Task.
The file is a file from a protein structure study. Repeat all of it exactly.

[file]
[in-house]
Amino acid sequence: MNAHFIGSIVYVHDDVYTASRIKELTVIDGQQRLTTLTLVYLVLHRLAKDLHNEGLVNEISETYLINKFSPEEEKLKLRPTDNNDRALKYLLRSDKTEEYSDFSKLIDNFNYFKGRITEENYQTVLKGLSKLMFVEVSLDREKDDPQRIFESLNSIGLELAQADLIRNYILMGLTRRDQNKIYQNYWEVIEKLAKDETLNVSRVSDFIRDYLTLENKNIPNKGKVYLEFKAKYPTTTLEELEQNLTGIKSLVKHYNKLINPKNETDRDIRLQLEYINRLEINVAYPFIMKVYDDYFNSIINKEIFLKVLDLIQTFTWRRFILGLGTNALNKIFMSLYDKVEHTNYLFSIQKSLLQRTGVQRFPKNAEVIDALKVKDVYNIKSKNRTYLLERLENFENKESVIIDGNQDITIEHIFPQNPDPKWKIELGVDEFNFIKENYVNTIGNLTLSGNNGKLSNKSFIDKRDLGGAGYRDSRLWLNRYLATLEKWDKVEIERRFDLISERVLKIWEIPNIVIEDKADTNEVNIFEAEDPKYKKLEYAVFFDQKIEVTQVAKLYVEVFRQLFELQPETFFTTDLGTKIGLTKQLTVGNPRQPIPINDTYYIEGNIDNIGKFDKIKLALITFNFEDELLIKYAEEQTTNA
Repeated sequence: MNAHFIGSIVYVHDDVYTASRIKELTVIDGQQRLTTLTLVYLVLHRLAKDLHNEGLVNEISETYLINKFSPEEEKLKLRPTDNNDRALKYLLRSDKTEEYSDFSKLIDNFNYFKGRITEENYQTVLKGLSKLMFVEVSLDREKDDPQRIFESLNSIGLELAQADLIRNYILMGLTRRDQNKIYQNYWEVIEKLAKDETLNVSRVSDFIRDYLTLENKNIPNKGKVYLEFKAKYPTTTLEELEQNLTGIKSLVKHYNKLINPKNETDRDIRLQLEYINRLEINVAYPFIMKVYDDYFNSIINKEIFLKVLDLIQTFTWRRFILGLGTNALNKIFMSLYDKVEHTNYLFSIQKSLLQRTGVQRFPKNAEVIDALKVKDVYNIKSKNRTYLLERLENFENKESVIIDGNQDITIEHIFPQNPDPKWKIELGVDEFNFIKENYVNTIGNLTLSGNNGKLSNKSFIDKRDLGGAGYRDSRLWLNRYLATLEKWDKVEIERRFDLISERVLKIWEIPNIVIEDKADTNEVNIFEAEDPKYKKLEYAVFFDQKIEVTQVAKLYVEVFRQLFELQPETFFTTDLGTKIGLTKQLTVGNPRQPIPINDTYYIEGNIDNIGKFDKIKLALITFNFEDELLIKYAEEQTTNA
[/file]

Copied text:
[in-house]
Amino acid sequence: MNAHFIGSIVYVHDDVYTASRIKELTVIDGQQRLTTLTLVYLVLHRLAKDLHNEGLVNEISETYLINKFSPEEEKLKLRPTDNNDRALKYLLRSDKTEEYSDFSKLIDNFNYFKGRITEENYQTVLKGLSKLMFVEVSLDREKDDPQRIFESLNSIGLELAQADLIRNYILMGLTRRDQNKIYQNYWEVIEKLAKDETLNVSRVSDFIRDYLTLENKNIPNKGKVYLEFKAKYPTTTLEELEQNLTGIKSLVKHYNKLINPKNETDRDIRLQLEYINRLEINVAYPFIMKVYDDYFNSIINKEIFLKVLDLIQTFTWRRFILGLGTNALNKIFMSLYDKVEHTNYLFSIQKSLLQRTGVQRFPKNAEVIDALKVKDVYNIKSKNRTYLLERLENFENKESVIIDGNQDITIEHIFPQNPDPKWKIELGVDEFNFIKENYVNTIGNLTLSGNNGKLSNKSFIDKRDLGGAGYRDSRLWLNRYLATLEKWDKVEIERRFDLISERVLKIWEIPNIVIEDKADTNEVNIFEAEDPKYKKLEYAVFFDQKIEVTQVAKLYVEVFRQLFELQPETFFTTDLGTKIGLTKQLTVGNPRQPIPINDTYYIEGNIDNIGKFDKIKLALITFNFEDELLIKYAEEQTTNA
Repeated sequence: MNAHFIGSIVYVHDDVYTASRIKELTVIDGQQRLTTLTLVYLVLHRLAKDLHNEGLVNEISETYLINKFSPEEEKLKLRPTDNNDRALKYLLRSDKTEEYSDFSKLIDNFNYFKGRITEENYQTVLKGLSKLMFVEVSLDREKDDPQRIFESLNSIGLELAQADLIRNYILMGLTRRDQNKIYQNYWEVIEKLAKDETLNVSRVSDFIRDYLTLENKNIPNKGKVYLEFKAKYPTTTLEELEQNLTGIKSLVKHYNKLINPKNETDRDIRLQLEYINRLEINVAYPFIMKVYDDYFNSIINKEIFLKVLDLIQTFTWRRFILGLGTNALNKIFMSLYDKVEHTNYLFSIQKSLLQRTGVQRFPKNAEVIDALKVKDVYNIKSKNRTYLLERLENFENKESVIIDGNQDITIEHIFPQNPDPKWKIELGVDEFNFIKENYVNTIGNLTLSGNNGKLSNKSFIDKRDLGGAGYRDSRLWLNRYLATLEKWDKVEIERRFDLISERVLKIWEIPNIVIEDKADTNEVNIFEAEDPKYKKLEYAVFFDQKIEVTQVAKLYVEVFRQLFELQPETFFTTDLGTKIGLTKQLTVGNPRQPIPINDTYYIEGNIDNIGKFDKIKLALITFNFEDELLIKYAEEQTTNA